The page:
Information about Time, Space, and Lactation Policies
Providing time and space for milk expression (also known as pumping milk) is necessary to keep breastfeeding going if mothers and their babies cannot be together during the work day. Having a lactation policy in place to make sure that all female employees know that their workplace provides break time and space for pumping is important!
- The best way to maintain lactation after returning to work is to schedule time to breastfeed the baby during the workday. However, if that is not possible, pumping breaks sustain lactation and help a female employee to reach her personal goals as a mother.
- Missing even one pumping session can have negative side effects, including discomfort, leaking, infection, a drop in milk supply, and in the end, stopping breastfeeding.
How often should you pump?
If a woman works an 8-hour day, with no access to her baby during that time, she normally will need to take 2-3 breaks to pump milk. In a 12-hour shift, she will need 3-4 breaks. As the baby gets older and starts eating some solid foods, the number of times women need to pump will decrease.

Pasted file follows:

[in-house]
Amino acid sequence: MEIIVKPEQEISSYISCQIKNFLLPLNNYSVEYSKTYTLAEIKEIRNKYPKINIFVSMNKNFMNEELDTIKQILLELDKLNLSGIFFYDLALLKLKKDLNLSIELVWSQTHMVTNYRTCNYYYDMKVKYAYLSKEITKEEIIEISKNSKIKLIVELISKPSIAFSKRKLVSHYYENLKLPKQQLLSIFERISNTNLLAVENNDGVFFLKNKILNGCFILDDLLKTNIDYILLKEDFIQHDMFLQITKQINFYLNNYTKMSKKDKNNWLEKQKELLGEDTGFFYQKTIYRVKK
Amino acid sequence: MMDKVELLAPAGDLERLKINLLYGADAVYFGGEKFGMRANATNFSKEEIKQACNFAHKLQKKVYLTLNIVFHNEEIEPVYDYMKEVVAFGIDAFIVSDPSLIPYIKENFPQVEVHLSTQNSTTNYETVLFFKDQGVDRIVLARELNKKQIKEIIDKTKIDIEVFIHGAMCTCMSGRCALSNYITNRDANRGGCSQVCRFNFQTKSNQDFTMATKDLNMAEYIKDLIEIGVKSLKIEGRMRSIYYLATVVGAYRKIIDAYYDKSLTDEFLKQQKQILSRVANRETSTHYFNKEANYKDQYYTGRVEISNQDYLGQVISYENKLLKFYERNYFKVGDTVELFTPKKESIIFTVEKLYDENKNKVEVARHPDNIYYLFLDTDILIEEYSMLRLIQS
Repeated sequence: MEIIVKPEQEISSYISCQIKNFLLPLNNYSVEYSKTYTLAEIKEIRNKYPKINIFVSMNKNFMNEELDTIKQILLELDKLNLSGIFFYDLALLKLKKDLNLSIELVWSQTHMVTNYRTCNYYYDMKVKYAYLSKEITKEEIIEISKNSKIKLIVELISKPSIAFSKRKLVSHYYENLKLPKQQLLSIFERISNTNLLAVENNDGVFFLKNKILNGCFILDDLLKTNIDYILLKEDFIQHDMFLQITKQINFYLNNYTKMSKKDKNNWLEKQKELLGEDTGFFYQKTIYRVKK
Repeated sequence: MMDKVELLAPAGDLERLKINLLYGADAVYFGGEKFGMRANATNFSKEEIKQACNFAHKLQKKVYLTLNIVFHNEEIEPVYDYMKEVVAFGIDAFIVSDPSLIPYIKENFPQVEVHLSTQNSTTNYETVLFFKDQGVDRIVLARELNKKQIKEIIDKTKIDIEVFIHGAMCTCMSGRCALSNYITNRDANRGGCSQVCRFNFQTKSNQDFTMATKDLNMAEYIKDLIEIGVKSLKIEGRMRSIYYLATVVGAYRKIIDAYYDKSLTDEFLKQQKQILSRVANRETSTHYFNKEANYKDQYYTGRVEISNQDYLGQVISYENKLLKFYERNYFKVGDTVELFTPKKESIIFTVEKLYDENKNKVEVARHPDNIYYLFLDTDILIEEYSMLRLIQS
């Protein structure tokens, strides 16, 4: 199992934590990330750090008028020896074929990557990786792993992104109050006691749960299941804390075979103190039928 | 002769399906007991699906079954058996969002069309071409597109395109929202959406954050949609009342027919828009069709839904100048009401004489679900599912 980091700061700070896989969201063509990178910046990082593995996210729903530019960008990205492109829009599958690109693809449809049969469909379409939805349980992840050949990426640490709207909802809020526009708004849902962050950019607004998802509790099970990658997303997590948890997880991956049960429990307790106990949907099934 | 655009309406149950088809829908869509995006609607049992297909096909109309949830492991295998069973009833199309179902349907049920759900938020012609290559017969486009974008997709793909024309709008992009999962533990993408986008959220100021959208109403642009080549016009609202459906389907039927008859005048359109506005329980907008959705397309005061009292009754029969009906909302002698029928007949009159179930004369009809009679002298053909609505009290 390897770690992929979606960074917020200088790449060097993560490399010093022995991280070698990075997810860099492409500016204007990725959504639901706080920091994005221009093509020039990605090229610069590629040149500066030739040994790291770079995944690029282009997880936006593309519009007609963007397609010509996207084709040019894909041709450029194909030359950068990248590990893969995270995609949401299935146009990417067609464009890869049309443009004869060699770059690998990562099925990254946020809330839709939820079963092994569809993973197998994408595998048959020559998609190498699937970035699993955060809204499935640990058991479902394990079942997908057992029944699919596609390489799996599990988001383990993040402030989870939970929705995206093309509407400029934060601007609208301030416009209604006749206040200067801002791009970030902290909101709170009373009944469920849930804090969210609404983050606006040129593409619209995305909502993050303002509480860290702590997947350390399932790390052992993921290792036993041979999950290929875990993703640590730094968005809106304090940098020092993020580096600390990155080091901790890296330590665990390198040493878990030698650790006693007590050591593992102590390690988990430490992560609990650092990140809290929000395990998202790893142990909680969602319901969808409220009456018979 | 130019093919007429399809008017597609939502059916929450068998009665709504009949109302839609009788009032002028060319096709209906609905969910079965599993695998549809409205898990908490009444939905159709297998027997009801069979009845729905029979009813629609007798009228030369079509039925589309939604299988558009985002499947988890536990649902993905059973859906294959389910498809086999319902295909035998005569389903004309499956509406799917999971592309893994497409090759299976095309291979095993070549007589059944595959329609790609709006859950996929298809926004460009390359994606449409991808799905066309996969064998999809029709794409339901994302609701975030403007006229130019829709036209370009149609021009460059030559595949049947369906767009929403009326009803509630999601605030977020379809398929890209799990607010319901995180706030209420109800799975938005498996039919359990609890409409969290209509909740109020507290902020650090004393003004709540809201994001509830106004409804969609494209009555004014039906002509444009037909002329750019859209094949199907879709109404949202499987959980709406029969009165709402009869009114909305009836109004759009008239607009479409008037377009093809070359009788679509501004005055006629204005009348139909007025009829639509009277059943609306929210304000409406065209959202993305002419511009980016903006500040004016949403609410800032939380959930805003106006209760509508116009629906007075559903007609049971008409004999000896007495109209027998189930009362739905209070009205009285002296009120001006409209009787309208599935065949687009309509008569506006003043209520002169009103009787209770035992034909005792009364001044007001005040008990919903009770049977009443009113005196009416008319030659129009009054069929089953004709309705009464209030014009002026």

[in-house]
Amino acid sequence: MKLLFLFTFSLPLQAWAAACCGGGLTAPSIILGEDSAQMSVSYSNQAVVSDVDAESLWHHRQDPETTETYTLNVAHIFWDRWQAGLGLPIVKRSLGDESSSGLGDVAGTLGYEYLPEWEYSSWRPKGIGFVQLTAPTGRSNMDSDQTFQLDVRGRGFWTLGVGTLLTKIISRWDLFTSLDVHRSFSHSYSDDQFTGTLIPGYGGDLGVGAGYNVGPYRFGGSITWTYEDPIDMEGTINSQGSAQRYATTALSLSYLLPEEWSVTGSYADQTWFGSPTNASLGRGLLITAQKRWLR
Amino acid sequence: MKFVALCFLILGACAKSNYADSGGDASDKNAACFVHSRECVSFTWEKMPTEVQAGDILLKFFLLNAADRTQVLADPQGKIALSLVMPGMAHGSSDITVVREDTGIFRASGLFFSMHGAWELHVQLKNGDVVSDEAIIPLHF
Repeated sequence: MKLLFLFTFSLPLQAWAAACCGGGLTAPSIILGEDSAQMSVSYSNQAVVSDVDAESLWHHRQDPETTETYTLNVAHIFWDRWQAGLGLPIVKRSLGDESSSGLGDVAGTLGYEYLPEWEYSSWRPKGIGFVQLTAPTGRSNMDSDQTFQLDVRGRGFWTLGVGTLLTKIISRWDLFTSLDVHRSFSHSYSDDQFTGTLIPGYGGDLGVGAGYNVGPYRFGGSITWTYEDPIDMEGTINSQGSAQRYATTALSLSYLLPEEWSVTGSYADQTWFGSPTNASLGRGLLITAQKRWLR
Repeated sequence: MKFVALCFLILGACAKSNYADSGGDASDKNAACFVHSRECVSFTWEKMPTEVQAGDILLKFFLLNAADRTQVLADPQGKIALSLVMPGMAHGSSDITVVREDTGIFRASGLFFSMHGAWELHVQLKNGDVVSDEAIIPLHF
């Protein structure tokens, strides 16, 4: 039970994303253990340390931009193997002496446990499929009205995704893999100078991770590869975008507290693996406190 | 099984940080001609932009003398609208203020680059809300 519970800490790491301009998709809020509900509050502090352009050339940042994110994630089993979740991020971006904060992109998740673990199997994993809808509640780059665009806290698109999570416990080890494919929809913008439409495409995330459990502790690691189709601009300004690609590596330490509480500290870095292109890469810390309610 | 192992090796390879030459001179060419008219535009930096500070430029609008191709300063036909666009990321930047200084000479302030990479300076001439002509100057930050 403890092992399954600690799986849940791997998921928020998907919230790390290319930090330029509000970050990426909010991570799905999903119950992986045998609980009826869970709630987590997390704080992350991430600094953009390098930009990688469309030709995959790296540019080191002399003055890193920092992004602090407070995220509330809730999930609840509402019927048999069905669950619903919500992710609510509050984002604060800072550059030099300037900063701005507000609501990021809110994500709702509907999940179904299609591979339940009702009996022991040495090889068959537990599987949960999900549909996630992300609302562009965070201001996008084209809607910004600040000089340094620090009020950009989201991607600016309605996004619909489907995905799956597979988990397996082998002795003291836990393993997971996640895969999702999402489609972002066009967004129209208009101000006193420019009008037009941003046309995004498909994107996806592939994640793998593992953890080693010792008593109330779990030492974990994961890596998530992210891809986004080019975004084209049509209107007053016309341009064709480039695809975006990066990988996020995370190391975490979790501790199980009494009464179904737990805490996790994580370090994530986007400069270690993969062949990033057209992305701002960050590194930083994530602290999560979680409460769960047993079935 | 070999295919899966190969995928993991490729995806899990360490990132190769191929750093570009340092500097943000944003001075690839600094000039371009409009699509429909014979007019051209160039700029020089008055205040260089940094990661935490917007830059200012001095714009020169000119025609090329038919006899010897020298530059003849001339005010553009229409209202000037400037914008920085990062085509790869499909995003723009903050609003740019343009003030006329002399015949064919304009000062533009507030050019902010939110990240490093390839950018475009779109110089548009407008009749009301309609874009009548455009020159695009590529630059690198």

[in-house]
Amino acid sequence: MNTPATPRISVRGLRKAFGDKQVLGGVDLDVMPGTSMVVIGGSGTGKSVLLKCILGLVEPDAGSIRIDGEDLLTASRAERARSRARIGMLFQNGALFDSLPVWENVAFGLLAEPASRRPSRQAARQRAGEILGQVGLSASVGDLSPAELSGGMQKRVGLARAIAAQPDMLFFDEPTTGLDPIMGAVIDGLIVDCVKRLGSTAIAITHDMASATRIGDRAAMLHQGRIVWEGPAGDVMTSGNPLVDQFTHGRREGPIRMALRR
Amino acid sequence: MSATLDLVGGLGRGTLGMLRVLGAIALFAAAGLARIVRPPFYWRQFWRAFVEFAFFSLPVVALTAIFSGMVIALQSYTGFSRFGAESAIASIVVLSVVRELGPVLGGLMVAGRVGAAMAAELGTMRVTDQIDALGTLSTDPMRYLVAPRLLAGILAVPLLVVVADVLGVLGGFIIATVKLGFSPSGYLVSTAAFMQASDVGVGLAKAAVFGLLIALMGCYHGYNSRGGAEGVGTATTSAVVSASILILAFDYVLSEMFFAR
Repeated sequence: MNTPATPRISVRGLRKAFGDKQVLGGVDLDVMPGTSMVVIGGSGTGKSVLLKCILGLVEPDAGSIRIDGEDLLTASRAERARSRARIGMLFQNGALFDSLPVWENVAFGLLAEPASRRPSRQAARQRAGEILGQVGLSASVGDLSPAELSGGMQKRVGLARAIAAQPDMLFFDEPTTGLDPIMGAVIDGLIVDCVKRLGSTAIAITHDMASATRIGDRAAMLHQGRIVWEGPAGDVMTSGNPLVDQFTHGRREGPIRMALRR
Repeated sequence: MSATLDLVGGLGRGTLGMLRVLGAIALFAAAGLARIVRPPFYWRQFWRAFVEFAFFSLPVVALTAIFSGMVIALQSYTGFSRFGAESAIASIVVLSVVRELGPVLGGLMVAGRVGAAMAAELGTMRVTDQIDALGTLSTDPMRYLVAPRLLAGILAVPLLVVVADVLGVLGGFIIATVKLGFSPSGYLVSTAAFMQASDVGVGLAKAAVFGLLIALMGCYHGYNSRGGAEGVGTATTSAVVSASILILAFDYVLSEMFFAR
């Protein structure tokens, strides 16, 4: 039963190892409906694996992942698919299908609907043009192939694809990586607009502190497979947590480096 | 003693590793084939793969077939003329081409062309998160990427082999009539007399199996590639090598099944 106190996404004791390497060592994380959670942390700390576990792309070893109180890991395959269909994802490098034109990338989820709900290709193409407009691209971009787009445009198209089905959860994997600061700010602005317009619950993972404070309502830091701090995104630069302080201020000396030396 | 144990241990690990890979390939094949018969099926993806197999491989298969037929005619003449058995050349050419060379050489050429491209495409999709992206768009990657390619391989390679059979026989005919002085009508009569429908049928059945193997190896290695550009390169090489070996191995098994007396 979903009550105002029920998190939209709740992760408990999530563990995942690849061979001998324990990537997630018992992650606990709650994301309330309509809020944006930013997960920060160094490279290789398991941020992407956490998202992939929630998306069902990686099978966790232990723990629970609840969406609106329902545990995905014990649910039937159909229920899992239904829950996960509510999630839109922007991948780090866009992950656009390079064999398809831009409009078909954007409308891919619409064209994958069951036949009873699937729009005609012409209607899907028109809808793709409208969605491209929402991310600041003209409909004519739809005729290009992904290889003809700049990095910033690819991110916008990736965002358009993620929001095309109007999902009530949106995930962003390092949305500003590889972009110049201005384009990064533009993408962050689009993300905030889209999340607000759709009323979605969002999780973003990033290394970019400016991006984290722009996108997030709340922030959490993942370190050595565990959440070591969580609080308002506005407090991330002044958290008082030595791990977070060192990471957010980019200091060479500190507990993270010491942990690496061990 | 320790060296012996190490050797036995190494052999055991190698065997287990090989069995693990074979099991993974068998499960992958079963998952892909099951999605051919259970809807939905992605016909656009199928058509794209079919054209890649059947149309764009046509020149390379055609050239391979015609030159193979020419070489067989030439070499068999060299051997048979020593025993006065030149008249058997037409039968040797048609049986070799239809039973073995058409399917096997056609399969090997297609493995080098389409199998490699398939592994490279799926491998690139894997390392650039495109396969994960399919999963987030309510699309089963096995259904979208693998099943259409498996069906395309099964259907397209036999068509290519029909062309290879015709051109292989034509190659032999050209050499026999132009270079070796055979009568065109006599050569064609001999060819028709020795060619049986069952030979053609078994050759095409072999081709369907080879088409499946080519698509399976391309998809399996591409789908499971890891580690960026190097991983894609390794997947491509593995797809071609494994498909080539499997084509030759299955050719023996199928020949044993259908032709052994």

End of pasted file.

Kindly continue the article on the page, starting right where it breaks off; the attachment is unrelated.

How long will it take to pump milk each time?
When direct breastfeeding is not possible, a good double electric pump is a great way to remove milk from the breast. If using a double-sided electric pump, each pumping session will take about 15-30 minutes, plus time to get to and from the lactation space.
Where can you get a pump?
To learn how to obtain a breast pump through your insurance plan, call National Rehab Equipment, Inc. 1-800-451-6510.
National Rehab Specialists are able to find out which breast pumps your plan will pay for, obtain the necessary paperwork, and bill your insurance carrier on your behalf.
At minimum, a space designated for pumping milk should include these things:
- It should be about 4 × 5 feet or larger – a storage closet can often be an adequate space!
- Room or space is clean
- Electrical Outlet (standard 110V)- If this is not possible, an extension cord could work or the mother can use a battery-operated pump
- Room locks from the inside. If this is not possible, the space should have a sign on the outside saying when someone is inside
- Comfortable chair
- Table or flat surface to hold the breast pump
- Room is located near a source of running water. If running water is not available, hand sanitizer and disinfectant wipes or spray can work
- Employee stores milk in a public area refrigerator or personal cooler.
Here are some sample policies that can be modified for any type of business: